We have compiled a chronicle of China’s broadcasting restrictions, rules and guidelines over the past fourteen years. While this timeline is not complete, China’s broadcasting regulators, the State Administration of Press, Publication, Radio, Film and Television (formerly known as SARFT), seem to be rather uptight. Overall, they can be easily offended by the easygoing styles of presenters from Taiwan and Hong Kong; they are cautious about how the Communist Party is depicted in TV dramas; they are wary of online video drawing away television viewers; they fear even voting in talent shows. To be fair, they have also did something positive, such as halting annoying teleshopping adverts.
Every day, television stations must broadcast at least ten minutes of cartoon (thirty for provincial stations), 60% of which should be Chinese ones.
A Taiwanese drama called Meteor Garden was banned nationwide.
Crime dramas involving murder and programmes developed from online games must not be broadcast during the prime time. “Red classics”, dramas about the Communist Party’s history, should always be based on truth and not fictional.
Candidates of cross-provincial talent shows must be over 18 years old, a blow to singing competitions like Super Girl (Chaoji Nvsheng).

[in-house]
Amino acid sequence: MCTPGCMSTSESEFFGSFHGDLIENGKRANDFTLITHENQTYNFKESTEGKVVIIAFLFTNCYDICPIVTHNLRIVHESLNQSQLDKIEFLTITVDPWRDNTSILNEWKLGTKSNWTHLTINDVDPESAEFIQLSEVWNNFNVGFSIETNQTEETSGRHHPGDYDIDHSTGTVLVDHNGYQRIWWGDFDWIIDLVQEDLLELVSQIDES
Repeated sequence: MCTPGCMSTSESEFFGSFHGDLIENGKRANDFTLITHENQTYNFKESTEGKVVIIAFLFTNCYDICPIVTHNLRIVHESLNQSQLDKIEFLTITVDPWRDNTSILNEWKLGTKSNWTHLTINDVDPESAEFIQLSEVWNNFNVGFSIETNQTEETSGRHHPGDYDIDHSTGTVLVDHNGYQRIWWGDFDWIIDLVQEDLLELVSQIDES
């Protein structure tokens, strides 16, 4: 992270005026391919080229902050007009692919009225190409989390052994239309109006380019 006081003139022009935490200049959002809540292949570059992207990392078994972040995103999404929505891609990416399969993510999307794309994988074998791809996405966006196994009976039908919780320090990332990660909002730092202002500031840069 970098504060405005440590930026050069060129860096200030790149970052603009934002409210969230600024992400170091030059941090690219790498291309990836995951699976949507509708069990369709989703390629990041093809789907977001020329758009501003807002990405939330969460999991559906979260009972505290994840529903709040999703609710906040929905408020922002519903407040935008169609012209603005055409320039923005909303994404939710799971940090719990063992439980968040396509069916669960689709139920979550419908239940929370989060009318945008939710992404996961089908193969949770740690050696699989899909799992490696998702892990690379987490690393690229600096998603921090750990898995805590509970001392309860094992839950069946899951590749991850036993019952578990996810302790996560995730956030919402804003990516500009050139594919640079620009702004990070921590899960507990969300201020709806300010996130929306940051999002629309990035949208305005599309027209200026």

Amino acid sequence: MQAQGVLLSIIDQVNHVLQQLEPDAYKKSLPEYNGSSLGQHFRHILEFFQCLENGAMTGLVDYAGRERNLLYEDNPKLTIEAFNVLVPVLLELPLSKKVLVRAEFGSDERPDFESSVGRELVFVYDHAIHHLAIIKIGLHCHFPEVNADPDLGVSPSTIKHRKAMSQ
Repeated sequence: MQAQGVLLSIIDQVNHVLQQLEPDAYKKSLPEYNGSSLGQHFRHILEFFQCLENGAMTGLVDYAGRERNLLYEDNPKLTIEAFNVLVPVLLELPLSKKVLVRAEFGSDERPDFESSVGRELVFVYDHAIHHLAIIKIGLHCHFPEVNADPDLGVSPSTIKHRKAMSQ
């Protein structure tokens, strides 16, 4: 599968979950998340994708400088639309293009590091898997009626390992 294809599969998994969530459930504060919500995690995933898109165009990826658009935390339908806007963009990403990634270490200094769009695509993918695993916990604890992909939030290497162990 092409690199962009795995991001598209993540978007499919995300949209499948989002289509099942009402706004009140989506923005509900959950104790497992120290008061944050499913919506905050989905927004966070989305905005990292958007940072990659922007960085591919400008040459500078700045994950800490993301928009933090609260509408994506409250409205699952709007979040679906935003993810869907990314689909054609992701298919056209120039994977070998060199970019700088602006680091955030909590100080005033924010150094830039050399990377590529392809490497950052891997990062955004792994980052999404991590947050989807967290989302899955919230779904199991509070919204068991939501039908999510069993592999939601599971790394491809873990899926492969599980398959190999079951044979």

Foreign programmes dubbed in dialects are not allowed to be broadcast on television, a response to the Sichuanese version of Tom and Jerry.
Presenters of Super Girl must not be “biased” and should “promote the main tune”. The “main tune” usually refers to the Communist Party’s values, the political correctness in China.
TV stations of all levels must not broadcast foreign cartoons during the prime time.
During the prime time, satellite TV stations can only broadcast shows that are in line with the “main tune”.
Presenters from Hong Kong and Taiwan are not allowed to present for a Mainland-made show for three episodes in a row.
One local television station was singled out and criticised by a high-level official for mocking two Chinese films, Zhang Yimou’s Curse of the Golden Flower and Feng Xiaogang’s The Banquet. This official demanded homemade movies not be criticised in any form of art. He maintained that Chinese movies were still developing and “must not be slandered”. He also demanded that local broadcaster “review deeply” over this issue.